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Hopes fade for finding Haitian boat survivors

RESCUE teams scanned the clear blue waters off the Turks and Caicos Islands yesterday with fading hopes of finding dozens of Haitian migrants whose sailboat struck a reef and shattered in the waves.

Authorities have rescued more than 100 people, some clinging to the sharp reefs that surround the Atlantic archipelago, but "the more time the human body spends in the water, the opportunity for survival grows less," said US Coast Guard Petty Officer 1st Class Jennifer Johnson.

The death toll so far was 15 and authorities said about 70 people were unaccounted for.

The US Coast Guard, local marine police and volunteers searched hundreds of square miles of ocean for any survivors of the wooden sailboat that splintered on the reef.

Turks and Caicos officials were moving quickly to send the ill-fated migrants back to impoverished Haiti, saying 60 were flown home on Tuesday.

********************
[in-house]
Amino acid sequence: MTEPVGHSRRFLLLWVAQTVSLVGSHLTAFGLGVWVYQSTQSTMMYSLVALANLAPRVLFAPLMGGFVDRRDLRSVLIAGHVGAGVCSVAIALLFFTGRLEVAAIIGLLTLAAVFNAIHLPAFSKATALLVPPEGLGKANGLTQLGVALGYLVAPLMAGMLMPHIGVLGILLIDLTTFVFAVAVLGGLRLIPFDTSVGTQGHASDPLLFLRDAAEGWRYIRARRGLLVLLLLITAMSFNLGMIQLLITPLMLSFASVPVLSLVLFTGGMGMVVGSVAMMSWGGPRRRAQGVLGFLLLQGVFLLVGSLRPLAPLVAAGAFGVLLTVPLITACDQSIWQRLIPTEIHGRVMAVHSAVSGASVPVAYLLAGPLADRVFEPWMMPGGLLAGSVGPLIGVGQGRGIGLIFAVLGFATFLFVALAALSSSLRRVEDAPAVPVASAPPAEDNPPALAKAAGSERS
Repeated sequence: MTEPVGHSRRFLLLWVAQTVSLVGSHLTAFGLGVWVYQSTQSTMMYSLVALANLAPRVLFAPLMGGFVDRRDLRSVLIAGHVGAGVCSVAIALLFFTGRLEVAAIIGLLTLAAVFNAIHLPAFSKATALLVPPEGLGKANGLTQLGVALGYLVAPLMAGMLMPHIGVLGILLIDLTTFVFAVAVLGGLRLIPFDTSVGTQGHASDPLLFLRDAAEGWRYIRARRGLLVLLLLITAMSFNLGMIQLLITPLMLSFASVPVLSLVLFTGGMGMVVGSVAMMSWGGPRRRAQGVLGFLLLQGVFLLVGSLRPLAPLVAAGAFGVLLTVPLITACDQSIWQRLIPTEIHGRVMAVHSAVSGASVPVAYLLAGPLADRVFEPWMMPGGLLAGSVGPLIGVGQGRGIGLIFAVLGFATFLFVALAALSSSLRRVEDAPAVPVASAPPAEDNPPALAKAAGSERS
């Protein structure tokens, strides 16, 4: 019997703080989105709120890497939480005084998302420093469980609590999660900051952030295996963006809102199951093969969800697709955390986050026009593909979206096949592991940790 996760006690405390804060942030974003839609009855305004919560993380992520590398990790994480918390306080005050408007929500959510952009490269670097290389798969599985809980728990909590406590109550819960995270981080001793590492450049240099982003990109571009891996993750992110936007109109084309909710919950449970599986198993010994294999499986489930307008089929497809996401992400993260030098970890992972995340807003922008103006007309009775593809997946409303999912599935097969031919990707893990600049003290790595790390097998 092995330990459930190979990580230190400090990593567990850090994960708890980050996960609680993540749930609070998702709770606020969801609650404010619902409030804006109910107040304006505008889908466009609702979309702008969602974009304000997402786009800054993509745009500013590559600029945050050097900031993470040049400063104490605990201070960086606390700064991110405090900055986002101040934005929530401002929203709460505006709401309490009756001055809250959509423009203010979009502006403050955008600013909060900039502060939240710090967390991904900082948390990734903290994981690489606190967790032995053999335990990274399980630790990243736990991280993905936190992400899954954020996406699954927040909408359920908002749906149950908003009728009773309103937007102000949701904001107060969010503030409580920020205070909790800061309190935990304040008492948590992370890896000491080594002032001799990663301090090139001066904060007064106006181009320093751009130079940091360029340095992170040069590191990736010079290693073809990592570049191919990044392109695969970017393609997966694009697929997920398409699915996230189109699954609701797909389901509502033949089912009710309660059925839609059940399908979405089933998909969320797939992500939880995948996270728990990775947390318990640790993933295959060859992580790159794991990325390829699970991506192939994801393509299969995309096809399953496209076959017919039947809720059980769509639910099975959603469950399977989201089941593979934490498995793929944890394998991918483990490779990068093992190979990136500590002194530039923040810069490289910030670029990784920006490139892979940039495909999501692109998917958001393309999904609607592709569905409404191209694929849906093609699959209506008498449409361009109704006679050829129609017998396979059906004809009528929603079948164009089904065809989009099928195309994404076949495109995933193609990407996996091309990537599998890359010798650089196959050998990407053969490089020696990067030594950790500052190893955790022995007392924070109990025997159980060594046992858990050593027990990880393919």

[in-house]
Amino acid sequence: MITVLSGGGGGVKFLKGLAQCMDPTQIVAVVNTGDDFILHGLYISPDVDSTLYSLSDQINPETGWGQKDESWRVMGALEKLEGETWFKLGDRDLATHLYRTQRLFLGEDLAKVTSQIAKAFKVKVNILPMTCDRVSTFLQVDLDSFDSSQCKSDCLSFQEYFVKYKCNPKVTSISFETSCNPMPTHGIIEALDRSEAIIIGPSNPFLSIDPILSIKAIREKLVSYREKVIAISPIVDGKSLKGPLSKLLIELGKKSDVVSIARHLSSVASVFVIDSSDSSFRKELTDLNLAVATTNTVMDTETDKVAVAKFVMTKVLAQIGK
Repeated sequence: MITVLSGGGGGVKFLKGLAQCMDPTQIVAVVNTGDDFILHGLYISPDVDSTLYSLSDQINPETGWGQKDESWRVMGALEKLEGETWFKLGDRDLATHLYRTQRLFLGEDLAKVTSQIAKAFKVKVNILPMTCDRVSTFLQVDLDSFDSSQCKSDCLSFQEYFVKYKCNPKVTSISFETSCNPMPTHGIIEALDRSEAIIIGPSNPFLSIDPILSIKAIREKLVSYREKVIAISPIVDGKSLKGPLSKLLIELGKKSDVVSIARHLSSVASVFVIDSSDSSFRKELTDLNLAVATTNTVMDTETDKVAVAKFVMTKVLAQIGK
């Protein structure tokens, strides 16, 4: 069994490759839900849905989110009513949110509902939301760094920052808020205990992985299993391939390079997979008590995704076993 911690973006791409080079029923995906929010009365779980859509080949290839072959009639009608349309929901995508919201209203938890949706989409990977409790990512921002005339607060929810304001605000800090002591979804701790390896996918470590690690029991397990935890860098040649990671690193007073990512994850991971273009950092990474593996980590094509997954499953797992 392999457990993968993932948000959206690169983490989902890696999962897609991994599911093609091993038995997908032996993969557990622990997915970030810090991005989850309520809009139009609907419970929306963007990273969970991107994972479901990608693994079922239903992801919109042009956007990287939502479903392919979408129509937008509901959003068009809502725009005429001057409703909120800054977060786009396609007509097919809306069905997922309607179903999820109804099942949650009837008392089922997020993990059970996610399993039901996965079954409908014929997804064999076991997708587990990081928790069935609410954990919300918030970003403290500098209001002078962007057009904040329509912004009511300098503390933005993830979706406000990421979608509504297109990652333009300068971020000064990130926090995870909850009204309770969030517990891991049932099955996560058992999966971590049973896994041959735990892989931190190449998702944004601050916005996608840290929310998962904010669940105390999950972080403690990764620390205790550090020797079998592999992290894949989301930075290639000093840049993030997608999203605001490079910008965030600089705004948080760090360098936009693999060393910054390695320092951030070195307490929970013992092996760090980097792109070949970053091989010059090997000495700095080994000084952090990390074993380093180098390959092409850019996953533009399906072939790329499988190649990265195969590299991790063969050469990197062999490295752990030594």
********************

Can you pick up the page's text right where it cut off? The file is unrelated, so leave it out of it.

Fifty-eight more spent Tuesday night under blankets on cots in a gym, and an unspecified number were at another detention site or in hospital. The bodies of the unlucky 15 lay in a morgue.

It still wasn't clear when the boat wrecked. Johnson said the accident occurred on Monday afternoon, but Deputy Police Commissioner Hubert Hughes said it could have happened on Sunday night.

Turks and Caicos reported the disaster on Monday to the Coast Guard, which patrols the area for drug traffickers and illegal migrants.

The sailboat, crowded with about 200 men, women and teenagers fleeing Haiti's deep poverty, broke up as it tried to maneuver through treacherous coral reefs and was struck by heavy swells near West Caicos.

"The waves broke the boat apart," Samuel Been, minister of public safety for the Turks and Caicos Islands, said after talking with 10 survivors. "It was frightening."

Such perilous journeys have long been common globally, although the number of migrants risking their lives has fallen amid increased border enforcement by the US and Europe, as well as the global recession that has eliminated many unskilled jobs.


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